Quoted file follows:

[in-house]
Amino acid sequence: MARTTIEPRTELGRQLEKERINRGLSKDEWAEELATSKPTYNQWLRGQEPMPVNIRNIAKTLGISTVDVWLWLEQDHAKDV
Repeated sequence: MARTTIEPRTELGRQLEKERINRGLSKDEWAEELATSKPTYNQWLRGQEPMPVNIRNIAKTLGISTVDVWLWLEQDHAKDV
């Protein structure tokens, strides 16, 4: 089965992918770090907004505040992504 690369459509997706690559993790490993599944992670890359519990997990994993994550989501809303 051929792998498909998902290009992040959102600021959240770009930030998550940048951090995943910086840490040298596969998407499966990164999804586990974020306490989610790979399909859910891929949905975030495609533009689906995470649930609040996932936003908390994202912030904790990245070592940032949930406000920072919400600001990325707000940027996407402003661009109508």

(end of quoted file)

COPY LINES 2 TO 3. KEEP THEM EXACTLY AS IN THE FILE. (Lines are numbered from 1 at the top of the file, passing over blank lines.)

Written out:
Amino acid sequence: MARTTIEPRTELGRQLEKERINRGLSKDEWAEELATSKPTYNQWLRGQEPMPVNIRNIAKTLGISTVDVWLWLEQDHAKDV
Repeated sequence: MARTTIEPRTELGRQLEKERINRGLSKDEWAEELATSKPTYNQWLRGQEPMPVNIRNIAKTLGISTVDVWLWLEQDHAKDV